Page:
To interact with your raw content, use the ipfs object command.

ipfs object get QmNtQtxeavDXTjCiWAAaxnhKK3LBYfFfpXUXjdMDYXwKtH | jq
{
  "Links": [],
  "Data": "\b\u0002\u0012�\u0001hello IPFS world by Web3Coach. Testing DAGs\nhello IPFS world by Web3Coach. Testing DAGs\nhello IPFS world by Web3Coach. Testing DAGs\u0018�\u0001"
}
  • Because the content is only 131 bytes, it fits to one DAG Node
  • The Dag Node is persisted as one Block on disk
  • The DAG Node has zero links to other Nodes

Time to experiment.

Add the same file again, but configure the Chunker to 64 bytes (or use a bigger file, but a smaller Chunker will demonstrate the concept better).

ipfs add --chunker=size-64 hello_world.txt

> 131 bytes QmTwtTQgrTaait2qWXYjTsEZiF4sT7CD4U87VqQ27Wnsn8

You get a new CID!

IPFS split the content into 4 DAG Nodes and wrote 4 Blocks with data encoded in DAG Protobuf format to disk.

IPFS splits a file into multiple chunks (DAG Nodes + Blocks)
ipfs object get QmTwtTQgrTaait2qWXYjTsEZiF4sT7CD4U87VqQ27Wnsn8 | jq
{
  "Links": [
    {
      "Name": "",
      "Hash": "QmTbsuUYzy3nT6NApb5t7VUq3iQKZXrJJJY2j1miMVgaJU",
      "Size": 72
    },
    {
      "Name": "",
      "Hash": "QmNy9iFF8uU1Cn7trxpSgqxMsjmi4zQ7xgyEgsWff5rnfH",
      "Size": 72
    },
    {
      "Name": "",
      "Hash": "QmdEitCfYgBNxLhxTNvdLaDmTypSAWkGErjw33VZxUbWK3",
      "Size": 11
    }
  ],
  "Data": "\b\u0002\u0018�\u0001 @ @ \u0003"
}

The ultimate test is to retrieve each DAG Node's data and verify the text is split into three chunks:

DAG Protobuf Node 1:

ipfs object get QmTbsuUYzy3nT6NApb5t7VUq3iQKZXrJJJY2j1miMVgaJU | jq
{
  "Links": [],
  "Data": "\b\u0002\u0012@hello IPFS world by Web3Coach. Testing DAGs\nhello IPFS world by \u0018@"
}

DAG Protobuf Node 2:

ipfs object get QmNy9iFF8uU1Cn7trxpSgqxMsjmi4zQ7xgyEgsWff5rnfH | jq
{
  "Links": [],
  "Data": "\b\u0002\u0012@Web3Coach. Testing DAGs\nhello IPFS world by Web3Coach. Testing D\u0018@"
}

DAG Protobuf Node 3:

ipfs object get QmdEitCfYgBNxLhxTNvdLaDmTypSAWkGErjw33VZxUbWK3 | jq
{
  "Links": [],
  "Data": "\b\u0002\u0012\u0003AGs\u0018\u0003"
}

What’s the benefit of splitting the content into multiple chunks and use content-addressing and CIDs?

  • Data deduplication
  • Decentralization

Next time you want to store a file that would share part of the content with another file, IPFS wouldn't store a duplicate block! It would instead link to an already existing DAG Node and only store the new, unique chunks.

Converting content to a directed acyclic graph with many nodes also helps to load the content in parallel. For example, a blog post, image, entire Wikipedia website can load from multiple IPFS peer nodes. Your node then verifies the integrity of received blocks by re-hashing all the data content and asserting the constructed CID.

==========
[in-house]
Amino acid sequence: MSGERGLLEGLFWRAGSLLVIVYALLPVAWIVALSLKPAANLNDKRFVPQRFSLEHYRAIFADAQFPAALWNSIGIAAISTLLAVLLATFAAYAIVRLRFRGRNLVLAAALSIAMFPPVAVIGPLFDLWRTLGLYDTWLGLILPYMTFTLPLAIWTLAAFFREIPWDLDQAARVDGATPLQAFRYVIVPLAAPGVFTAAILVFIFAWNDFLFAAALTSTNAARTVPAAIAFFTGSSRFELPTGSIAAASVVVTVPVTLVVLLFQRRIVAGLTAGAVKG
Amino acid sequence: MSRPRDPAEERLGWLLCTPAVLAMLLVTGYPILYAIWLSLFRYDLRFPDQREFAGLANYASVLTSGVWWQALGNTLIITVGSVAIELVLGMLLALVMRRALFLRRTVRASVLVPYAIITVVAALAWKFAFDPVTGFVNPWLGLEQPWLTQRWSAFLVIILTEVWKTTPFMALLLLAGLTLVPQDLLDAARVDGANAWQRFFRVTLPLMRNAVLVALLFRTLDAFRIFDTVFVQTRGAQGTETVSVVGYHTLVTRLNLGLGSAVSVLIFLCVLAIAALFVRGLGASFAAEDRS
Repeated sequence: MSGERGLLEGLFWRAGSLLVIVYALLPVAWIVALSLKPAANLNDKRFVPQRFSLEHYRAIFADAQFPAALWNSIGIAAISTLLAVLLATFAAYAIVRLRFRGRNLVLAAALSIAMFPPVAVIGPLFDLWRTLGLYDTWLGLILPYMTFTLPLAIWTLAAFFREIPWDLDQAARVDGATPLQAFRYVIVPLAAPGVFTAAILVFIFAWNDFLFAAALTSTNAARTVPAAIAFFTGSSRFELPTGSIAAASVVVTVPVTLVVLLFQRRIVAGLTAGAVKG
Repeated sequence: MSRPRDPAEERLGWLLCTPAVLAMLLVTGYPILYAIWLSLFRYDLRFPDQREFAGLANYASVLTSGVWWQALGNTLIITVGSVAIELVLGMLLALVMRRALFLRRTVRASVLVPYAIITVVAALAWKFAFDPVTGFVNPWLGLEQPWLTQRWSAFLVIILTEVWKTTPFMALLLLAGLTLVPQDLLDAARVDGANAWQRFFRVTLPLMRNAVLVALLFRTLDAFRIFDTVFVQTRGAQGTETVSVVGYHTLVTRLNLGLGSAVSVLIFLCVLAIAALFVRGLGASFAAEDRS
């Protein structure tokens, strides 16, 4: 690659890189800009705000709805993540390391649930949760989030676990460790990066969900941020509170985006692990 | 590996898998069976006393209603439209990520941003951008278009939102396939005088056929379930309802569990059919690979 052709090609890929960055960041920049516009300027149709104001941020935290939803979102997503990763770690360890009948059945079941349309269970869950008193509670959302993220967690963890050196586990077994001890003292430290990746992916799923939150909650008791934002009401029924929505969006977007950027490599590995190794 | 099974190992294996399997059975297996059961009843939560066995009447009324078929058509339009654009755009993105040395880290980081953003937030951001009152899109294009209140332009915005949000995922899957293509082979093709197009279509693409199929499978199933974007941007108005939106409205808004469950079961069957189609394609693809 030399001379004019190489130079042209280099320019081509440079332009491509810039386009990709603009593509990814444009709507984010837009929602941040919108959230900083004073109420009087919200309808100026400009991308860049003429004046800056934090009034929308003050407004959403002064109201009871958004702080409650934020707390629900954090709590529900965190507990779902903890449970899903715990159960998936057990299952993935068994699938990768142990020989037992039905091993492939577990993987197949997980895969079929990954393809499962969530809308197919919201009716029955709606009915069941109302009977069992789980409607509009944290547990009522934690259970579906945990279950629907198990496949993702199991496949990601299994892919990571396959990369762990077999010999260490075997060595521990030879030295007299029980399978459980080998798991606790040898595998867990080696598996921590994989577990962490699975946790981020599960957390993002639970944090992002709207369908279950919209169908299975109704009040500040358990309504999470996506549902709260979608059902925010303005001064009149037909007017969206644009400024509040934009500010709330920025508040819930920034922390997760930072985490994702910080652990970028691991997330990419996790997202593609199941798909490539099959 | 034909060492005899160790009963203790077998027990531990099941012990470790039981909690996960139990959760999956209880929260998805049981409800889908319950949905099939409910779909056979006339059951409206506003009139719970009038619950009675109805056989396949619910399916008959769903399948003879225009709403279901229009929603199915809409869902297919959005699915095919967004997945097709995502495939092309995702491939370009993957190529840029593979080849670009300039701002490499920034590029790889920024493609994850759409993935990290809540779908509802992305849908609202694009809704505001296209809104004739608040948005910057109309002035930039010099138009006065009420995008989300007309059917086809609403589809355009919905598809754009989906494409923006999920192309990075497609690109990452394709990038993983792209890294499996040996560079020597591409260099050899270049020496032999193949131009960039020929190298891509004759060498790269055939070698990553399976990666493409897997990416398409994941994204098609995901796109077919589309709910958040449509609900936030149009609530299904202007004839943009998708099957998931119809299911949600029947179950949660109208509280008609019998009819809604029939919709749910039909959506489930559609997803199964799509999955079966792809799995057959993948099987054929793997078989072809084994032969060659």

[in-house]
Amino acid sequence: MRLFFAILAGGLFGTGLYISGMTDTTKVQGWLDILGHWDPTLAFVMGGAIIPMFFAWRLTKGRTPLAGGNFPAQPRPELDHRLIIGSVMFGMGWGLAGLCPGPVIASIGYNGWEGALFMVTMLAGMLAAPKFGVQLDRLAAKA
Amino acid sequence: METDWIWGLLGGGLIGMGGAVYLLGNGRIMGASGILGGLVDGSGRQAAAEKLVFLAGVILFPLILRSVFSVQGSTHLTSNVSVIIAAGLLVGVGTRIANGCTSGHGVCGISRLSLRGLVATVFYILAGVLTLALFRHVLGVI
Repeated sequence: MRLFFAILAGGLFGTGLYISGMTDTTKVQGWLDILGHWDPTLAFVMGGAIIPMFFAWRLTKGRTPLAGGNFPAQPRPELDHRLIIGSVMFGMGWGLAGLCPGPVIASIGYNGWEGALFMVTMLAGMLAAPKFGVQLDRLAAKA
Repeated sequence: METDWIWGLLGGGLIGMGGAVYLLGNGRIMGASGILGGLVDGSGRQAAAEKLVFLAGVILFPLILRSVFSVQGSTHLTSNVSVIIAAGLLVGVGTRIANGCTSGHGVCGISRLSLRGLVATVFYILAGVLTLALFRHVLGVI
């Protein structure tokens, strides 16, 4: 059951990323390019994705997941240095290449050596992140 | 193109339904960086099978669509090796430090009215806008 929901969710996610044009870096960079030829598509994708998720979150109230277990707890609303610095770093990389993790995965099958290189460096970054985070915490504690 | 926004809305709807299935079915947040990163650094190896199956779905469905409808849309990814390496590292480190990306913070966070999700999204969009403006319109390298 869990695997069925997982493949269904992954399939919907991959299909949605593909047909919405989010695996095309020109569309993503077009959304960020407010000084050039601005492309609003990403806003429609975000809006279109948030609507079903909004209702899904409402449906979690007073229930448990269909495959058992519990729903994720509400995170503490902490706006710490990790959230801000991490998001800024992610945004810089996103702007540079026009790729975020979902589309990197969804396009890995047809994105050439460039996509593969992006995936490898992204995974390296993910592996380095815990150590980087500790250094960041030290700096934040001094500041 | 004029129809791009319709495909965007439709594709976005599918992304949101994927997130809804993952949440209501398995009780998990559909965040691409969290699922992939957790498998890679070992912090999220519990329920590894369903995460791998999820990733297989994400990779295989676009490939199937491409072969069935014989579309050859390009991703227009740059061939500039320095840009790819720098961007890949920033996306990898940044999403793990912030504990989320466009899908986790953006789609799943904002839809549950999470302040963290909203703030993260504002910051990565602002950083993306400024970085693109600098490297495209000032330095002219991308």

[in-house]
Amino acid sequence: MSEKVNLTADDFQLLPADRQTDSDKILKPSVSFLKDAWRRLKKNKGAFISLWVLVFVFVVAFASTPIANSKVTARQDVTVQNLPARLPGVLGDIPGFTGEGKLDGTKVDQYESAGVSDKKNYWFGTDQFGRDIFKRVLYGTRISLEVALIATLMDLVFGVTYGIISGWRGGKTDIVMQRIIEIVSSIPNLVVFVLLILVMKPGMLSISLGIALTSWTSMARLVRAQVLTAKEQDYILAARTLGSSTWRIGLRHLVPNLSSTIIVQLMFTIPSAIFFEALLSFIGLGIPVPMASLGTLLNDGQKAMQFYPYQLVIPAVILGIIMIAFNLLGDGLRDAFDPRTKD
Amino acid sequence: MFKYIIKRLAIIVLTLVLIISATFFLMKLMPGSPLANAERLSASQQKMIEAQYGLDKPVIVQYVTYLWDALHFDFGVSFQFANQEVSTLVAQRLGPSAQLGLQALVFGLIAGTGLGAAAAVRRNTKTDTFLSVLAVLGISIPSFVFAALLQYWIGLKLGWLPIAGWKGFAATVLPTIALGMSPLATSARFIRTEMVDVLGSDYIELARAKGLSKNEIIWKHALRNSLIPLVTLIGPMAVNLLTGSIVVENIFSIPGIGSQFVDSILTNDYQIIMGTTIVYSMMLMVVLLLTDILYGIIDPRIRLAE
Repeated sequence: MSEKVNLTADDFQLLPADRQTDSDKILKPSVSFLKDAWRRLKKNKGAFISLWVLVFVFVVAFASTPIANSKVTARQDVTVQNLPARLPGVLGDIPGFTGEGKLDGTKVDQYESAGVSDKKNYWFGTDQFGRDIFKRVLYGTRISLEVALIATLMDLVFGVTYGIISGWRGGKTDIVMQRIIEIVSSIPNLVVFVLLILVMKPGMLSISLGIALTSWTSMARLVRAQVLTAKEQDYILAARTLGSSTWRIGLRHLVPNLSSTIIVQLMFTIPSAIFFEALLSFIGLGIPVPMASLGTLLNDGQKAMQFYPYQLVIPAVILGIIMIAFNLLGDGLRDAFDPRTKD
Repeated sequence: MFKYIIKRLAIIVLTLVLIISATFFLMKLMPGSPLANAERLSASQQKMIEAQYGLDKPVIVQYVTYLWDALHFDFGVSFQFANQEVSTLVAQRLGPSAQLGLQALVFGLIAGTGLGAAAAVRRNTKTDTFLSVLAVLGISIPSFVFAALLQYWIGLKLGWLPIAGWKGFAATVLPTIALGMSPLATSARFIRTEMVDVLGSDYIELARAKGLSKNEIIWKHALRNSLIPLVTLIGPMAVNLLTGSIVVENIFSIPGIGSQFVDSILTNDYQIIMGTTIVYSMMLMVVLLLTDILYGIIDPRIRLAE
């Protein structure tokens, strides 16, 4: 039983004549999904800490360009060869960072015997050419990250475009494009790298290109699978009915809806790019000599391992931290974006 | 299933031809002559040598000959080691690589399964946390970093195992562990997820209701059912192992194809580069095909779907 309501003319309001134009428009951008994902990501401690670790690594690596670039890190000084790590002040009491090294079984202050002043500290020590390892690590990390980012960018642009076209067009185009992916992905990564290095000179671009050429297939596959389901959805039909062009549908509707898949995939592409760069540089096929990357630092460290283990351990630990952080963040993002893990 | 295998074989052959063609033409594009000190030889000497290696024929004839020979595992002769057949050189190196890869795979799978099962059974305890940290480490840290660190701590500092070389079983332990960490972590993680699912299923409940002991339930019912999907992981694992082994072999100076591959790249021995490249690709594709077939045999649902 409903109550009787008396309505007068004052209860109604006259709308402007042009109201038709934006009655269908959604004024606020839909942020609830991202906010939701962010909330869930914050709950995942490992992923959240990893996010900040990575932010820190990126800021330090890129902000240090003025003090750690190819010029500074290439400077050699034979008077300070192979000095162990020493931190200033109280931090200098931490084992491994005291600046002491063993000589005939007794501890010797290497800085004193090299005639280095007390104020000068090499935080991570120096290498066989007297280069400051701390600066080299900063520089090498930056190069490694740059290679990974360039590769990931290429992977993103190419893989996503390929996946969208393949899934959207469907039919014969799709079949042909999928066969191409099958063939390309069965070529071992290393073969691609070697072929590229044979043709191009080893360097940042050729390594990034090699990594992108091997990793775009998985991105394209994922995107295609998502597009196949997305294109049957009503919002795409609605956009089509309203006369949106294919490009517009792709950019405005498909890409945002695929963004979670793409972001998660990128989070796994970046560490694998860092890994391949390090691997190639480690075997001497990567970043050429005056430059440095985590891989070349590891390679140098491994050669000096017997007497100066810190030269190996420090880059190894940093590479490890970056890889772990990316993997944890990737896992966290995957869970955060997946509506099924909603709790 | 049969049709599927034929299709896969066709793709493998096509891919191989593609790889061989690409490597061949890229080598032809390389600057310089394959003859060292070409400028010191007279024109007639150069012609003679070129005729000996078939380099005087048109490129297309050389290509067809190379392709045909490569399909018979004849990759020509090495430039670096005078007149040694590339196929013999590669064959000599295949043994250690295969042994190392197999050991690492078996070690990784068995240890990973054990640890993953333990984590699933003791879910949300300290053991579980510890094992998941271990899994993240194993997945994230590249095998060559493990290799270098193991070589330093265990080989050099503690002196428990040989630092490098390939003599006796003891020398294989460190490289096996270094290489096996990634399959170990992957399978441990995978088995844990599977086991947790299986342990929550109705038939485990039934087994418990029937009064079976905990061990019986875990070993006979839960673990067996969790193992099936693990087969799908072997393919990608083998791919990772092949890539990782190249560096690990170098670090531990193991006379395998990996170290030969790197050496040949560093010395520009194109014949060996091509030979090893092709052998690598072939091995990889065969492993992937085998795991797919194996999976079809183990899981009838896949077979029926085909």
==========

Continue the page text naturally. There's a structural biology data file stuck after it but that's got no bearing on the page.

You've now learned the bread and butter of IPFS – excellent progress!

One more critical component left: Networking.

How to Connect an IPFS Node to the p2p Network

Every node has its config file generated during the ipfs init execution.

Open it.

vim $IPFS_PATH/config

Other settings aside, you find your node’s Identity (PeerID + Private Key):

"Identity": {
    "PeerID": "12D3KooWCBmDtsvFwDHEr...",
    "PrivKey": "CAESQCj..."
  },

And a list of Bootstrap addresses:

"Bootstrap": [
    "/dnsaddr/bootstrap.libp2p.io/p2p/QmcZf59b...gU1ZjYZcYW3dwt",
    "/ip4/104.131.131.82/tcp/4001/p2p/QmaCpDMG...UtfsmvsqQLuvuJ",
    "/ip4/104.131.131.82/udp/4001/quic/p2p/Qma...UtfsmvsqQLuvuJ",
    "/dnsaddr/bootstrap.libp2p.io/p2p/QmNnooD5...BMjTezGAJN",
    "/dnsaddr/bootstrap.libp2p.io/p2p/QmQCU2Ec...J16u19uLTa",
    "/dnsaddr/bootstrap.libp2p.io/p2p/QmbLHAnM...Ucqanj75Nb"
  ],

You connect to other peers in the IPFS network by running the ipfs daemon command. Your node will first establish a p2p connection with Protocol Labs (company behind IPFS) bootstrap nodes, and through these bootstrap nodes, you will further find hundreds of other peers.

ipfs daemon 

> Initializing daemon...

Swarm listening on /ip4/127.0.0.1/tcp/4001
Swarm listening on /ip4/127.0.0.1/udp/4001/quic
Swarm listening on /ip4/172.17.0.1/tcp/4001
Swarm listening on /ip4/172.17.0.1/udp/4001/quic
Swarm listening on /ip4/192.168.0.142/tcp/4001
Swarm listening on /ip4/192.168.0.142/udp/4001/quic
Swarm listening on /ip6/::1/tcp/4001
Swarm listening on /ip6/::1/udp/4001/quic
Swarm listening on /p2p-circuit
Swarm announcing /ip4/127.0.0.1/tcp/4001
Swarm announcing /ip4/127.0.0.1/udp/4001/quic
Swarm announcing /ip4/192.168.0.142/tcp/4001
Swarm announcing /ip4/192.168.0.142/udp/4001/quic
Swarm announcing /ip4/88.212.40.160/udp/4001/quic
Swarm announcing /ip6/::1/tcp/4001
Swarm announcing /ip6/::1/udp/4001/quic

API server listening on /ip4/127.0.0.1/tcp/5001
WebUI: http://127.0.0.1:5001/webui

Gateway (readonly) server listening on /ip4/127.0.0.1/tcp/8080
Daemon is ready!

Keep in mind, that by running the IPFS Daemon:

  1. Your node connects to the p2p net and can exchange blocks with other nodes
  2. Other peers can access the content on your node as long they know the CIDs
  3. Peers will talk to you through TCP, UDP on port: 4001
  4. If you have an application, start storing and consuming your node's content via the HTTP API listening on port: 5001.

For application development, I recommend the official ipfs-http-client library in JS exposing all the core commands – add, cat, object and others. It will speed up your coding progress.

I will use curl to interact with the API to keep this tutorial "short."

How to use the IPFS HTTP API:

Add content: :5001/api/v0/add

curl -X POST -F file=@/home/web3coach/go/src/github.com/ipfs/go-ipfs/hello_world.txt "http://127.0.0.1:5001/api/v0/add"
{"Name":"hello_world.txt","Hash":"QmNtQtxeavDXTjCiWAAaxnhKK3LBYfFfpXUXjdMDYXwKtH","Size":"142"}

Read content: :5001/api/v0/cat

curl -X POST "http://127.0.0.1:5001/api/v0/cat?arg=QmNtQtxeavDXTjCiWAAaxnhKK3LBYfFfpXUXjdMDYXwKtH"
 
hello IPFS world by Web3Coach. Testing DAGs
hello IPFS world by Web3Coach. Testing DAGs
hello IPFS world by Web3Coach. Testing DAGs

See the official HTTP API docs for the complete list of available commands.

How to peer with other IPFS nodes